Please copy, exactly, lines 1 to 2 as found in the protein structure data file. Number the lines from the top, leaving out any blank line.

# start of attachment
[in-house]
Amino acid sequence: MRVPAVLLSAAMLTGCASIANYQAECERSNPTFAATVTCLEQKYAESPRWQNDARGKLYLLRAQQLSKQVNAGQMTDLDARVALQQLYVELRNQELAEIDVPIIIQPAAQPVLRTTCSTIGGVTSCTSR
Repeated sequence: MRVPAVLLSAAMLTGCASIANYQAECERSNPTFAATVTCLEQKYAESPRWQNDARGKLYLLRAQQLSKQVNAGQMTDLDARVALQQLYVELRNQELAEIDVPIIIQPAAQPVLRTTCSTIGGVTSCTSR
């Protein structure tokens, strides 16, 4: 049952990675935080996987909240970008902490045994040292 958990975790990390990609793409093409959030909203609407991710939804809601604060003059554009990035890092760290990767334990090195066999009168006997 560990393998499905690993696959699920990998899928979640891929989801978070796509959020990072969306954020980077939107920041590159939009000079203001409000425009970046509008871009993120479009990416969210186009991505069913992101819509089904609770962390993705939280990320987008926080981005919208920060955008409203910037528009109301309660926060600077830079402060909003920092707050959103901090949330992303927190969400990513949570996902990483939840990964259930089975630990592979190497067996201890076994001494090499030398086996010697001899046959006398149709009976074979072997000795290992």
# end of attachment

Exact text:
[in-house]
Amino acid sequence: MRVPAVLLSAAMLTGCASIANYQAECERSNPTFAATVTCLEQKYAESPRWQNDARGKLYLLRAQQLSKQVNAGQMTDLDARVALQQLYVELRNQELAEIDVPIIIQPAAQPVLRTTCSTIGGVTSCTSR